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2. Matthew and Mark begin the true story

Leader's page and Student's page best viewed left/right side together.

Lesson 2 Leader’s page:

Matthew and Mark begin the true story

Matthew - Jesus the Promised Messiah - the complete Jew - the King

Ask four different ladies to read one each of the references opposite.

Share what the verses show

In the western world genealogies need to be exact – father/son

Matthew is not exact in that sense, but he is accurate – we just do not have as many difficult names to say!

Why is it important that these five ladies are mentioned? Opposite and below.

Tamar took the law into her own hands – and became a onetime prostitute

Rahab may have been a prostitute but trusted Israel’s God

Ruth was a Moabitess, not acceptable to the Jews, but supported her mother-in-law

Bathsheba, Uriah’s wife, was part of an adulterous relationship with King David

Mary, Joseph’s wife, chosen by God.

They may not fit our idea of who God uses – they were not all Jews –Jewish religious leadership was usually male, with a few other notable exceptions, like Deborah and Esther.

Student's page

Lesson 2 Matthew and Mark begin the true story

Matthew - Jesus the Promised Messiah - the complete Jew - the King

Matthew (also called Levi) was a tax collector and disciple of Jesus - Matthew 9:9-12,

Mark 2:13-17, Luke 5:7-31. Matthew was probably not a popular man as a tax collector for the hated Romans, but he reached out to other tax collectors and brought them to have a meal and meet Jesus. A natural evangelist.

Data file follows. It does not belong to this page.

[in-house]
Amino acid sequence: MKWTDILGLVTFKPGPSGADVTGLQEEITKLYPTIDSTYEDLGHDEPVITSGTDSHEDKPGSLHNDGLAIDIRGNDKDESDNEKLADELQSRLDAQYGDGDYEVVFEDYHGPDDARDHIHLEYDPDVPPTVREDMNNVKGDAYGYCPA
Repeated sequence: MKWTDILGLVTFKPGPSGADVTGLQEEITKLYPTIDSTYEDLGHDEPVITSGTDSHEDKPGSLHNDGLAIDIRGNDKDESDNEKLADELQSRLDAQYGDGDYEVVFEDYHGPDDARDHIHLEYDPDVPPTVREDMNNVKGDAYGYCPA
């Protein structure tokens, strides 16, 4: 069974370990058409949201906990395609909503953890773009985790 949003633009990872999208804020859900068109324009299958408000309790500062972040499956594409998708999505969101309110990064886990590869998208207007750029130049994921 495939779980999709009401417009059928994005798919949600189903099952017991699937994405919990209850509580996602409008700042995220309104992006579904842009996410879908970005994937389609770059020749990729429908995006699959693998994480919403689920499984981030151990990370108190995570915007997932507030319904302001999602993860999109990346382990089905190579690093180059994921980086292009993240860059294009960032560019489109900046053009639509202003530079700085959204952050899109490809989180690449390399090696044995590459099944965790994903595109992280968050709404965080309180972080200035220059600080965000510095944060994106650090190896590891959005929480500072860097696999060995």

The Gospel according to Matthew was placed at the beginning of the compiled New Testament. Perhaps because of his Jewish emphasis Matthew’s gospel was seen as the obvious choice to continue the true story from the Old Testament and break the 400 years of silence since the prophet Malachi. Israel came under Roman domination in 63B.C. In 37B.C. Herod was appointed ruler of Israel under Rome.

The first sentence of Matthew’s gospel gives his purpose “This is the genealogy of Jesus the Messiah the son of David, the son of Abraham.” Genealogy. Matthew starts his gospel with a list of family history. History and family were important in Jewish culture, as they are for many South Sudanese and Sudanese people. He starts with Abraham, the father figure of Jews, and comes through King David, the greatest king Israel ever had and from whom the Messiah was promised to come.